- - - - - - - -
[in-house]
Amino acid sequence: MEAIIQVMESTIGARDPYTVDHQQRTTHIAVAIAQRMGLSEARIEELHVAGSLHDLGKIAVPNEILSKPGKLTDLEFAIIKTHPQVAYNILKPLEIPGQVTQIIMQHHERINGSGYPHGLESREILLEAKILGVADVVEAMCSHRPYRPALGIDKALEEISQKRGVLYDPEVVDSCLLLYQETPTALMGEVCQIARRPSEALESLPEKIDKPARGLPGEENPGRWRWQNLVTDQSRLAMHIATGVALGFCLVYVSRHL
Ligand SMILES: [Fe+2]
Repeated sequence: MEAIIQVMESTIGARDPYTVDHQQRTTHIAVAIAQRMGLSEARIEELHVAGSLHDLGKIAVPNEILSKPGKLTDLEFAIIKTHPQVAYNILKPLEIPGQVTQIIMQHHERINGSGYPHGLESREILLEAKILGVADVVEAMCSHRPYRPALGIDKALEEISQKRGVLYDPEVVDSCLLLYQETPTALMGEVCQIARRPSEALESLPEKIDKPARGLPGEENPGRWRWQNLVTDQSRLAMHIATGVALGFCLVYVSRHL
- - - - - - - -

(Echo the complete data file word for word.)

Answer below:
[in-house]
Amino acid sequence: MEAIIQVMESTIGARDPYTVDHQQRTTHIAVAIAQRMGLSEARIEELHVAGSLHDLGKIAVPNEILSKPGKLTDLEFAIIKTHPQVAYNILKPLEIPGQVTQIIMQHHERINGSGYPHGLESREILLEAKILGVADVVEAMCSHRPYRPALGIDKALEEISQKRGVLYDPEVVDSCLLLYQETPTALMGEVCQIARRPSEALESLPEKIDKPARGLPGEENPGRWRWQNLVTDQSRLAMHIATGVALGFCLVYVSRHL
Ligand SMILES: [Fe+2]
Repeated sequence: MEAIIQVMESTIGARDPYTVDHQQRTTHIAVAIAQRMGLSEARIEELHVAGSLHDLGKIAVPNEILSKPGKLTDLEFAIIKTHPQVAYNILKPLEIPGQVTQIIMQHHERINGSGYPHGLESREILLEAKILGVADVVEAMCSHRPYRPALGIDKALEEISQKRGVLYDPEVVDSCLLLYQETPTALMGEVCQIARRPSEALESLPEKIDKPARGLPGEENPGRWRWQNLVTDQSRLAMHIATGVALGFCLVYVSRHL